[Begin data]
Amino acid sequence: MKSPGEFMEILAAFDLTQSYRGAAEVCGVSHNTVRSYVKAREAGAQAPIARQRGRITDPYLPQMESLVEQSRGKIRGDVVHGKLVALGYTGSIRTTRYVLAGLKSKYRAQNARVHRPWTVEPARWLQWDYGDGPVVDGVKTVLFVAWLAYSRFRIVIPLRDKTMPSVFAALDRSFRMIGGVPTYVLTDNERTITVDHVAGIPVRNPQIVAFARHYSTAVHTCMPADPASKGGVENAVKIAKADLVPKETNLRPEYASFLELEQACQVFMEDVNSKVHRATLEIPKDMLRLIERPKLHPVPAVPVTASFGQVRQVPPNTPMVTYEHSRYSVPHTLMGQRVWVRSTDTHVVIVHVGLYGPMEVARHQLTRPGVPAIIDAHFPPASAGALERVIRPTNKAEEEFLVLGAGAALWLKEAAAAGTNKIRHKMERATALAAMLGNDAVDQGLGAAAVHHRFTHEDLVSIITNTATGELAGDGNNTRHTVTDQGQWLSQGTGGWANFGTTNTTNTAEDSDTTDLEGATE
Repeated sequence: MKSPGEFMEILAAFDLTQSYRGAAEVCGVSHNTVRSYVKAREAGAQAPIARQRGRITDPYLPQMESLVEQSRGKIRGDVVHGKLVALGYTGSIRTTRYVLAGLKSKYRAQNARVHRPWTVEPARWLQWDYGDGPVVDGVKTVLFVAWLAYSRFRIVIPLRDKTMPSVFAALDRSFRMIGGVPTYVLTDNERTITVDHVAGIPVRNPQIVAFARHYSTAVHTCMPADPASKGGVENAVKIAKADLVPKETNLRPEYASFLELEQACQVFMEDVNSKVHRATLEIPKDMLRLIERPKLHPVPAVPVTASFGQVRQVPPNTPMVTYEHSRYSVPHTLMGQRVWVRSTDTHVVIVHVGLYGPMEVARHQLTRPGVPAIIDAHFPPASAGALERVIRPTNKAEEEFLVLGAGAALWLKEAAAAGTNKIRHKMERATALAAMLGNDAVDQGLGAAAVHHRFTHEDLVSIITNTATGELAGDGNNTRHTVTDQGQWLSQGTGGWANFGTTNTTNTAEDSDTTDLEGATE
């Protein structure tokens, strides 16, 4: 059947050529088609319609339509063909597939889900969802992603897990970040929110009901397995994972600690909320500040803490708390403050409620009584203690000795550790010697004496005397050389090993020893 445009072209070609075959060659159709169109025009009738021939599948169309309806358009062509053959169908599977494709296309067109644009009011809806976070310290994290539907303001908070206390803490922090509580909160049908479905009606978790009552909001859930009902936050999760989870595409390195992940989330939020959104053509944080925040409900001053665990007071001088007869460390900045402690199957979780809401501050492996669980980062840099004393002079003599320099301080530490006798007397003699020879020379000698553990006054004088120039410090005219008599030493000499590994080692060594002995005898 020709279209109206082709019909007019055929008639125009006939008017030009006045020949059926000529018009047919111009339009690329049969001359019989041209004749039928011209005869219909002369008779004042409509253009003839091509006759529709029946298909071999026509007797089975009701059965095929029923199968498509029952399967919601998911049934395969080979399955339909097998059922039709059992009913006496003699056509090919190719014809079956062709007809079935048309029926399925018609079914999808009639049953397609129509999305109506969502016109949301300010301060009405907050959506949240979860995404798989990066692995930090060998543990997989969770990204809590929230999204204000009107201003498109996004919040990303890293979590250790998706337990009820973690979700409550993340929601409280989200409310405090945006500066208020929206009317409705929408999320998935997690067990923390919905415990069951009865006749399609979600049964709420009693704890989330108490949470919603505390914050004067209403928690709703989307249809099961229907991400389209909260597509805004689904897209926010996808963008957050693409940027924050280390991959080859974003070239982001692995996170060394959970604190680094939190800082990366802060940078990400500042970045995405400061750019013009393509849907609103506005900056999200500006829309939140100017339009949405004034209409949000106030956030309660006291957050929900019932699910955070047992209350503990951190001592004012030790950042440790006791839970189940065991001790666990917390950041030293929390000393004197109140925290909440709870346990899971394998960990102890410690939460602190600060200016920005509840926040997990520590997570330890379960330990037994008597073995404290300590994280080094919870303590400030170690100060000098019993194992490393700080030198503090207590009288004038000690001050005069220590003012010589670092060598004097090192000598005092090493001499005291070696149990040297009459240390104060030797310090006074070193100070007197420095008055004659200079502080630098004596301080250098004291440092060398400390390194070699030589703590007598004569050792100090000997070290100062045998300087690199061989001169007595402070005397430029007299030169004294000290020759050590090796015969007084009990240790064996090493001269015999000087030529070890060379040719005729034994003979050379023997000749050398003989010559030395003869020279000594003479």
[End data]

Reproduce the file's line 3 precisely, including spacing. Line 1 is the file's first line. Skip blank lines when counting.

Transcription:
């Protein structure tokens, strides 16, 4: 059947050529088609319609339509063909597939889900969802992603897990970040929110009901397995994972600690909320500040803490708390403050409620009584203690000795550790010697004496005397050389090993020893 445009072209070609075959060659159709169109025009009738021939599948169309309806358009062509053959169908599977494709296309067109644009009011809806976070310290994290539907303001908070206390803490922090509580909160049908479905009606978790009552909001859930009902936050999760989870595409390195992940989330939020959104053509944080925040409900001053665990007071001088007869460390900045402690199957979780809401501050492996669980980062840099004393002079003599320099301080530490006798007397003699020879020379000698553990006054004088120039410090005219008599030493000499590994080692060594002995005898 020709279209109206082709019909007019055929008639125009006939008017030009006045020949059926000529018009047919111009339009690329049969001359019989041209004749039928011209005869219909002369008779004042409509253009003839091509006759529709029946298909071999026509007797089975009701059965095929029923199968498509029952399967919601998911049934395969080979399955339909097998059922039709059992009913006496003699056509090919190719014809079956062709007809079935048309029926399925018609079914999808009639049953397609129509999305109506969502016109949301300010301060009405907050959506949240979860995404798989990066692995930090060998543990997989969770990204809590929230999204204000009107201003498109996004919040990303890293979590250790998706337990009820973690979700409550993340929601409280989200409310405090945006500066208020929206009317409705929408999320998935997690067990923390919905415990069951009865006749399609979600049964709420009693704890989330108490949470919603505390914050004067209403928690709703989307249809099961229907991400389209909260597509805004689904897209926010996808963008957050693409940027924050280390991959080859974003070239982001692995996170060394959970604190680094939190800082990366802060940078990400500042970045995405400061750019013009393509849907609103506005900056999200500006829309939140100017339009949405004034209409949000106030956030309660006291957050929900019932699910955070047992209350503990951190001592004012030790950042440790006791839970189940065991001790666990917390950041030293929390000393004197109140925290909440709870346990899971394998960990102890410690939460602190600060200016920005509840926040997990520590997570330890379960330990037994008597073995404290300590994280080094919870303590400030170690100060000098019993194992490393700080030198503090207590009288004038000690001050005069220590003012010589670092060598004097090192000598005092090493001499005291070696149990040297009459240390104060030797310090006074070193100070007197420095008055004659200079502080630098004596301080250098004291440092060398400390390194070699030589703590007598004569050792100090000997070290100062045998300087690199061989001169007595402070005397430029007299030169004294000290020759050590090796015969007084009990240790064996090493001269015999000087030529070890060379040719005729034994003979050379023997000749050398003989010559030395003869020279000594003479």